- Name also: Broadleaved Thyme, Larger Wild Thyme, Large Thyme, Lemon Thyme
- Family: Mint Family – Lamiaceae (Labiatae)
- Growing form: Perennial dwarf shrub.
- Height: 10–20 cm (4–8 in.). Stem ascending, rooting from nodes, 4-edged, only hairy along edges. All branches flowering. With strong scent.
- Flower: Corolla irregular (zygomorphic), red, approx. 6 mm (0.25 in.) long, fused, bilabiate, straight-tubed, hairy. Corolla upper lip with notched tip, flat; lower lip 3-lobed, central lobe bigger than lateral lobes. Calyx narrowly campanulate, bilabiate. Calyx’s lower lip 2-lobed, lobes narrow; upper lip 3-lobed, lobes narrowly triangular. Stamens 4, protruding from corolla, straggly. Gynoecium composed of 2 fused carpels. Flowers in whorls forming an umbel, lowest whorls often separate.
- Leaves: Opposite, stalked. Blade ovate–elliptically lanceolate, with tapered base, reddish spots and entire margin.
- Fruit: 4-parted schizocarp.
- Habitat: Parks, harbours, waste ground, roadsides. Also ornamental.
- Flowering time: July–August.
Small plants which are sold in garden centres as wild thyme (Breckland thyme, T. serpyllum) are nowadays almost always actually broad-leaved thyme. The species are not very easy to differentiate. Broad-leaved thyme grows taller and is more erect, only the edges of the stem are haired, and all the shoots terminate in flowers. Wild thyme on the other hand usually grows clearly closer to the ground, its stems are hairy all over and it has a lot of flowerless shoots close to the ground. The species sometimes cross-breed with each other. This is no great problem to the average gardener as broad-leaved thyme thrives in a terraced garden or rockery, just like wild thyme. Part of the population has ended up in the country mixed in with grass seed. Broad-leaved thyme grows in many places as a wild herb and as a leftover from cultivation, and typical habitats include dry park lawns and roadside gravels, even though the plant is not particularly eager to spread close to people and human activity. It likes sunshine and dry, light soil.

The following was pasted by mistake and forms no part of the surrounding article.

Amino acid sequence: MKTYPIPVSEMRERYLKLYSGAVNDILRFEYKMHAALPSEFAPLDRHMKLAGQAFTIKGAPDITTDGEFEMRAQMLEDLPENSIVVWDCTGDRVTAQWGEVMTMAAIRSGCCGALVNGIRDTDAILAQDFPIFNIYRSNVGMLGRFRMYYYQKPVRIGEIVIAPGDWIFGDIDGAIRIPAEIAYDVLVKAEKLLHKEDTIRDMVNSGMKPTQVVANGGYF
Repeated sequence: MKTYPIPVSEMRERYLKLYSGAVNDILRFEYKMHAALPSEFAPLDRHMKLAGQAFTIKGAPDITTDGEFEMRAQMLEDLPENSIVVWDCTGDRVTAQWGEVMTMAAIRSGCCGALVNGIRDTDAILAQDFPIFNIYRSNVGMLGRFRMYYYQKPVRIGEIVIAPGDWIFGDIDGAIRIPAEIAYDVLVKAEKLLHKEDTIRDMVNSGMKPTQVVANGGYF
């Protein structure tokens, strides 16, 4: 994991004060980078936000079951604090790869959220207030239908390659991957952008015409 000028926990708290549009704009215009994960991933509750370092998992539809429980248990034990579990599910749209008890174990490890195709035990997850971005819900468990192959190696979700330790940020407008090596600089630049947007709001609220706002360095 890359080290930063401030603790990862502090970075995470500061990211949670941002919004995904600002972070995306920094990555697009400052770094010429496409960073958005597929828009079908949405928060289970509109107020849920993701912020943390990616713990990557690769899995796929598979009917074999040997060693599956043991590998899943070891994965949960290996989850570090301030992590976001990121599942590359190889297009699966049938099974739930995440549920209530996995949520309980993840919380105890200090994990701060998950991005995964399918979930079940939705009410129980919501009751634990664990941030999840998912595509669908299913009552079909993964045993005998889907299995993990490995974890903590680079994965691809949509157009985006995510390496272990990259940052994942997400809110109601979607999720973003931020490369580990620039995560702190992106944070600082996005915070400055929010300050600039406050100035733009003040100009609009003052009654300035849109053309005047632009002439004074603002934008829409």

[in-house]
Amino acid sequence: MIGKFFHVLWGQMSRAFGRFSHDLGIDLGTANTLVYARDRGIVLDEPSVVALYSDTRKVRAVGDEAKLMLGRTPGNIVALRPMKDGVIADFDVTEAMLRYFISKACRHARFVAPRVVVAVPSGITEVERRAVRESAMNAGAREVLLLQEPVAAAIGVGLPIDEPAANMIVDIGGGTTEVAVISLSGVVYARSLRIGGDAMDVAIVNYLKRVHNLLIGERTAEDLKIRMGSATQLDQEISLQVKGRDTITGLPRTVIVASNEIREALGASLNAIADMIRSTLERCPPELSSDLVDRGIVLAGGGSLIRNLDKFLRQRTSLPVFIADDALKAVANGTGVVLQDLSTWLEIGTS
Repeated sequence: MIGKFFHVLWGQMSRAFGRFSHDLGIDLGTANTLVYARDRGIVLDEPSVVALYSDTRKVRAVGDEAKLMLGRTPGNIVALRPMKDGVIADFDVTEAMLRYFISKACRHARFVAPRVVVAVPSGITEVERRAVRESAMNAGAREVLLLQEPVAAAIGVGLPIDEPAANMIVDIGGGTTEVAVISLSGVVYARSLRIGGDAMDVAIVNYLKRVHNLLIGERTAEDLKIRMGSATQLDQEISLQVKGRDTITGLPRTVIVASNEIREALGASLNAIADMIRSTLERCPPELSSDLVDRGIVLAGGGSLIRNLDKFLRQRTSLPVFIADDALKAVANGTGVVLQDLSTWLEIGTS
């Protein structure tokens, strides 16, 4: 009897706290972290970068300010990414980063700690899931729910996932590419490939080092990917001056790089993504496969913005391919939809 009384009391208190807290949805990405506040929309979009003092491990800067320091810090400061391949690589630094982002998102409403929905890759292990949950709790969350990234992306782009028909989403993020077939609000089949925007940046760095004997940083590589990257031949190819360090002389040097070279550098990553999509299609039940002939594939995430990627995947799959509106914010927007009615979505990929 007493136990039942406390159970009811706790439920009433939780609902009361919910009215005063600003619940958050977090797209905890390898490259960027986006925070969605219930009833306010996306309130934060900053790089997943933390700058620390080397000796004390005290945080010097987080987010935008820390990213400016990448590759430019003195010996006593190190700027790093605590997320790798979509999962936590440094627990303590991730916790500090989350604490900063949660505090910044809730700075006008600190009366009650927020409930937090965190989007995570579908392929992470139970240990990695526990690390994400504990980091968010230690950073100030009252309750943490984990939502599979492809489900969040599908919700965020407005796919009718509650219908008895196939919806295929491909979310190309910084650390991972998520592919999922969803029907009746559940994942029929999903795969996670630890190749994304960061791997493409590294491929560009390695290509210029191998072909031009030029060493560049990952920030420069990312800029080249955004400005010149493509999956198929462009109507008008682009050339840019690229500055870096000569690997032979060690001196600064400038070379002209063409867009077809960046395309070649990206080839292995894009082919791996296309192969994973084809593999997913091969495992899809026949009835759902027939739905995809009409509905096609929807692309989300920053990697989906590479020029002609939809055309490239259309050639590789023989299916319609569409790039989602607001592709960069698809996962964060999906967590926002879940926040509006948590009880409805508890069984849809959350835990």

Broad-leaved thyme is native to Europe’s temperate zone, and it grows in many different kinds of open places: rocky outcrops, gravels, sandy places and on light soils. Grazing helps thyme because the cattle keep the vegetation sufficiently low, and even sheep don’t eat members of the genus.
Thymes have been used in the home in many ways, from making cough medicine to attracting a husband to exorcising the Devil. Its popularity is based on its aromatic fragrance, and the most famous member of the genus is the seasoning herb common thyme (T. vulgaris).